In Intentional Living: Choosing a Life That Matters, leadership author John C. Maxwell describes the process of living an international life. Maxwell notes, “When you live each day with intentionality, there’s almost no limit to what you can do. You can transform yourself, your family, your community, and your nation. When enough people do that, they can change the world. When you intentionally use your everyday life to bring about positive change in the lives of others, you begin to live a life that matters.”
A life that brings you daily satisfaction and continual rewards for merely working to make a difference—small or large—in the lives of others. Intentional living is the bridge that will lead you to a life that matters. Good intentions won’t get you there.
- Living intentionally will motivate you to start asking questions and begin prioritizing whatever is important to you.
- An unintentional life accepts everything and does nothing. An intentional life embraces only the things that will add to the mission of significance.
When you live an intentional lifestyle, you see many possibilities. When you are unintentional, you see few:
- Intentional living always has an idea. Unintentional living always has an excuse.
- Intentional living fixes the situation. Unintentional living fixes the blame.
- Intentional living makes it happen. Unintentional living wonders what happened.
- Intentional living says, “Here’s something I can do. Unintentional living says, “Why doesn’t someone else do something?”
When you get right down to it, intentional living is about living your best story.
Apathetic people will never make their world different. Indifferent people will not live a life that matters. Passive people take themselves out of the greatest of all stories—their own. Maybe they want to see themselves in the story, but they exist as mere observers on the sidelines. They wish for more, but they fail to become active participants. Why? Because they are unintentional.
In life, it is not what we get that makes us valuable. It is what we become in the process that brings value to our lives. Action is what converts human dreams into significance. It brings personal value that we can gain from no other source.
Significance is messy
If you want a better life, become intentional about your story. The return you get personally will knock your socks off. That doesn’t mean it will be smooth sailing. Significance is messy. It’s inconvenient. It’s overwhelming.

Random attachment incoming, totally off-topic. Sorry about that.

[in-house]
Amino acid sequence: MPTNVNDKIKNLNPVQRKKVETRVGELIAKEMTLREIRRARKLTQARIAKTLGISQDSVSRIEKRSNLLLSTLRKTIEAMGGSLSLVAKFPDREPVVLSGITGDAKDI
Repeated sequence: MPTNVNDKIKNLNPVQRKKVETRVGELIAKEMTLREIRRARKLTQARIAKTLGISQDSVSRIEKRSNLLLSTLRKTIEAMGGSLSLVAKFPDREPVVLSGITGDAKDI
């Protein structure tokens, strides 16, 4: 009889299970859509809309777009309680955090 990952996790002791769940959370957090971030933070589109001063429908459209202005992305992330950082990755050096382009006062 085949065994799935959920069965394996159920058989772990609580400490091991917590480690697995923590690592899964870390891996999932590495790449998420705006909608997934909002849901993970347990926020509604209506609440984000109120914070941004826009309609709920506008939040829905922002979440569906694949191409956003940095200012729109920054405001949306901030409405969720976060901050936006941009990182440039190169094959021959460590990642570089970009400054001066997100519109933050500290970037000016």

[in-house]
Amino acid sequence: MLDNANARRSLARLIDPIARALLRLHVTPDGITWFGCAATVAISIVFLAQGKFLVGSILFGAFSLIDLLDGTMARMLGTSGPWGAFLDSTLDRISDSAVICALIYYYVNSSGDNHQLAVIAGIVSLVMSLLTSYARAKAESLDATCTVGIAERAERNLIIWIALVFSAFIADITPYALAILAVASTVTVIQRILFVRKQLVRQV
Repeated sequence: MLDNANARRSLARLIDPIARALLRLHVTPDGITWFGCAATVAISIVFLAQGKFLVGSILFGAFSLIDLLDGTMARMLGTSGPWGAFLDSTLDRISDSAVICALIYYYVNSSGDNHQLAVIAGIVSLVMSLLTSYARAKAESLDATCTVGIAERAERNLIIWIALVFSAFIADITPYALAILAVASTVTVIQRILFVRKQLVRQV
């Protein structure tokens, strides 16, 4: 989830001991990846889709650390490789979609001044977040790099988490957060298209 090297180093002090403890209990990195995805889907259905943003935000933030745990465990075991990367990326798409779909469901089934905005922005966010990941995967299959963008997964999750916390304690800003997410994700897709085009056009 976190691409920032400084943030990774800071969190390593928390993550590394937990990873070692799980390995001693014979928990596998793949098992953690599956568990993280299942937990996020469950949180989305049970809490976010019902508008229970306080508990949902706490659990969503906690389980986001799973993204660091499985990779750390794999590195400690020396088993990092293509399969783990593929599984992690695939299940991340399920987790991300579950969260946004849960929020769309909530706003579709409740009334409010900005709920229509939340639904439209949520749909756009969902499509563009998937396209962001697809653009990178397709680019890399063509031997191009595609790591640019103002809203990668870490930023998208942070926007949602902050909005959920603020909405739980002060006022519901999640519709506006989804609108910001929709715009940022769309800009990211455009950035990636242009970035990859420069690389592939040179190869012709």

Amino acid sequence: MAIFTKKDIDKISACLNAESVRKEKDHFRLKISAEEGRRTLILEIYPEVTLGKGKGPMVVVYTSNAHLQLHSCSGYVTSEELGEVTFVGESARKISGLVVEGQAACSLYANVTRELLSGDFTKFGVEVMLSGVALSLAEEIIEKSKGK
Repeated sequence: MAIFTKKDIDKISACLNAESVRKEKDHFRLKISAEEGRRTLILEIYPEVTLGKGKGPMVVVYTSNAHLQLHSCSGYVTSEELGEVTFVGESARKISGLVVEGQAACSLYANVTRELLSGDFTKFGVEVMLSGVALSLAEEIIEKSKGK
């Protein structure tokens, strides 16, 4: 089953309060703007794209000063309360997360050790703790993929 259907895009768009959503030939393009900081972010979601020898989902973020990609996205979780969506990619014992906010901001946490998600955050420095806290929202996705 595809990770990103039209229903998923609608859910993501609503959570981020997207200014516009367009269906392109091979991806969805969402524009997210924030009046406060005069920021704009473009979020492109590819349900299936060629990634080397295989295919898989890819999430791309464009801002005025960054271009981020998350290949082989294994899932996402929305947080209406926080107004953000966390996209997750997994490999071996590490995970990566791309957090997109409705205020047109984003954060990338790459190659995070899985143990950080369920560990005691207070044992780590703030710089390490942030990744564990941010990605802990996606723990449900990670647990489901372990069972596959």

Why Your Why Is Important: Your why is the life’s blood of intentional living.
If you know your why and focus on going there with fierce determination, you can make sense of everything on your journey because you see it through the lens of why. This makes the way so much more meaningful and complete because you have context to understand the reason you’re on the journey in the first place.
“The purpose of life is not to be happy. It is to be useful, to be honorable, to be compassionate, to have it make some difference that you have lived and lived well.” – Ralph Waldo Emerson
Maxwell’s lessons learned in leadership:
1. No shortcuts. You only cheat yourself and everyone you are leading.
2. In every exercise use A-C-T. Note and do the things you should Apply, Change, and Teach others. Practicing what you are learning is the only way you will grow while you are learning.
3. Think long-term. This is not a “quick fix” endeavor. Leaders develop daily, not in a day.”
4. Think beyond yourself. Your goal is to get better so you can help your team get better. If you want to add, do it yourself. If you want to multiply, take others with you.
5. Have fun. I define growth as happiness. My team promises to give you what you need to help you become what you want to be! We are 100 percent with you. No excuses. Together we can make a difference! This is your chance to do something that will be a strong inspiration to thousands. Get in the story! You are the story!”
Leadership is a verb
- Model—I do it. Before I try to teach someone else, I work to become good at it so that I know what I’m doing.
- Mentor—I do it and you watch. Learning begins when I show someone how to do what I do. I learned in Lancaster never to work alone. No matter what task I was doing, I always tried to take with me someone who wanted to learn.
- Monitor—You do it and I watch. Nobody learns how to do something well on the first try. People need to be coached. When others do the task and I’m there to watch, I can help them troubleshoot problems and improve.
- Motivate—You do it. I always try to hand off tasks as soon as possible and encourage the people I’ve trained. I become their biggest cheerleader.
- Multiply—You do it and someone else is with you. This is the final step. I don’t want the equipping cycle to end with me. I want it to continue. When I train someone to do something, I want them to turn around and train someone else, just as I did them.
When faced with obstacles, people have different responses. There are…
- “I Can’t” People: They are convinced that they can’t, so they won’t and don’t.
- “I Don’t Think I Can” People: These people might be able to, but they talk themselves out of it. As a result they fulfill their words by not trying.
- “Can I?” People: These individuals allow their doubts to control their actions, which can lead to failure.
- “How Can I?” People: These people have already made the decision to tackle their tough assignments. The only substantial question they struggle with is how they are going to do it.”
All the best in your quest to get better. Don’t Settle: Live with Passion.
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